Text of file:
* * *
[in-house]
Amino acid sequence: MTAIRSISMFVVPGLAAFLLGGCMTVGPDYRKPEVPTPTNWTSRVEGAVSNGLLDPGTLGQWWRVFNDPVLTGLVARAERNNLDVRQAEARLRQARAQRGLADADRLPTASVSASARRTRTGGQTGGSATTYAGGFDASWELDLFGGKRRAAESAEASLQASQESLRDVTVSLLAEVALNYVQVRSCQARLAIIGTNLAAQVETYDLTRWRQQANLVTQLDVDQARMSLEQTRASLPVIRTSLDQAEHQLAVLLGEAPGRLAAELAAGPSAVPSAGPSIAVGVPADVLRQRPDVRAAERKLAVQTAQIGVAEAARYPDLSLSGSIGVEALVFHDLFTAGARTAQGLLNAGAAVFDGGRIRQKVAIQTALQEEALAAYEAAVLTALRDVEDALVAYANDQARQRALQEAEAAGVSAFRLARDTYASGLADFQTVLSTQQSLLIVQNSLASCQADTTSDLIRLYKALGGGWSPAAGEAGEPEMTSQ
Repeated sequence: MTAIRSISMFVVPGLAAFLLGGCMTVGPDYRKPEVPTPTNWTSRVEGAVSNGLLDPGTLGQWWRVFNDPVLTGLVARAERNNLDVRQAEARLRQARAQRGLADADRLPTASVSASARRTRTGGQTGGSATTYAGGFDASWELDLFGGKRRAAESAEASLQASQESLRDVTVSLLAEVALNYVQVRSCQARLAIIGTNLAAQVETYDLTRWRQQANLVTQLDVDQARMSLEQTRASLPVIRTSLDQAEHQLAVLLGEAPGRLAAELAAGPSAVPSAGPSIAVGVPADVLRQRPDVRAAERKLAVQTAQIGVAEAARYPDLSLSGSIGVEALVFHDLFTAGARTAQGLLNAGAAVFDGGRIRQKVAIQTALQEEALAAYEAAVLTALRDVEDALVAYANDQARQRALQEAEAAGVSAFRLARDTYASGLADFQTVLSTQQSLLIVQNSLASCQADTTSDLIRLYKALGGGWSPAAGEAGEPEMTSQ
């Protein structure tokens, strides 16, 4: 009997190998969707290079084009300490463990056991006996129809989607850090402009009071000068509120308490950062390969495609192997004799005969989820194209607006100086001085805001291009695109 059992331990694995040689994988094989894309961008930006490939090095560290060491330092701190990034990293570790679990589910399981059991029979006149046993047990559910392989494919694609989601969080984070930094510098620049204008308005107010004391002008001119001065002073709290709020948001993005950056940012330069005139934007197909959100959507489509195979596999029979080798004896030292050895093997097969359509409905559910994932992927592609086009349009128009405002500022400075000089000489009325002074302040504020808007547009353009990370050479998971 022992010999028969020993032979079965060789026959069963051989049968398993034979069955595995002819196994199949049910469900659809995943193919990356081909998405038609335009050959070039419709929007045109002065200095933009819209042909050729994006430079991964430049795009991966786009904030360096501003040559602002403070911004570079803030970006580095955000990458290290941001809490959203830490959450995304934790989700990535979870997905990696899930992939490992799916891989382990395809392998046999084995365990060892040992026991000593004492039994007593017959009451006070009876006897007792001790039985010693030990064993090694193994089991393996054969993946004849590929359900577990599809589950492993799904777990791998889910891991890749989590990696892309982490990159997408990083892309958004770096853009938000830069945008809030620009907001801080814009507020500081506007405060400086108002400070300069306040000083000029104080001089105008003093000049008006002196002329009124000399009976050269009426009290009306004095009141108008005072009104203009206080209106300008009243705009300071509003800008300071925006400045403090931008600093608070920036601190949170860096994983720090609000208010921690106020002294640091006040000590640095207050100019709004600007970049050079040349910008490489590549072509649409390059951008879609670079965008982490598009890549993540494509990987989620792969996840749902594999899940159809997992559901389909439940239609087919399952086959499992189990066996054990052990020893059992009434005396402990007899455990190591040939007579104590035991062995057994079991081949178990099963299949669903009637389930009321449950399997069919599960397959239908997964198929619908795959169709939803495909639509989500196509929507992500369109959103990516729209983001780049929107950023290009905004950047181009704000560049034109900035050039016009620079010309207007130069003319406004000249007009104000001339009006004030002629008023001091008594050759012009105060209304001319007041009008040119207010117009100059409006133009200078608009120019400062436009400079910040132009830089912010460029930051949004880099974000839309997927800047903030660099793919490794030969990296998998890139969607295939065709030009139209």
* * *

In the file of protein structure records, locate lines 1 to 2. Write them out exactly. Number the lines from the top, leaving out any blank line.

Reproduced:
[in-house]
Amino acid sequence: MTAIRSISMFVVPGLAAFLLGGCMTVGPDYRKPEVPTPTNWTSRVEGAVSNGLLDPGTLGQWWRVFNDPVLTGLVARAERNNLDVRQAEARLRQARAQRGLADADRLPTASVSASARRTRTGGQTGGSATTYAGGFDASWELDLFGGKRRAAESAEASLQASQESLRDVTVSLLAEVALNYVQVRSCQARLAIIGTNLAAQVETYDLTRWRQQANLVTQLDVDQARMSLEQTRASLPVIRTSLDQAEHQLAVLLGEAPGRLAAELAAGPSAVPSAGPSIAVGVPADVLRQRPDVRAAERKLAVQTAQIGVAEAARYPDLSLSGSIGVEALVFHDLFTAGARTAQGLLNAGAAVFDGGRIRQKVAIQTALQEEALAAYEAAVLTALRDVEDALVAYANDQARQRALQEAEAAGVSAFRLARDTYASGLADFQTVLSTQQSLLIVQNSLASCQADTTSDLIRLYKALGGGWSPAAGEAGEPEMTSQ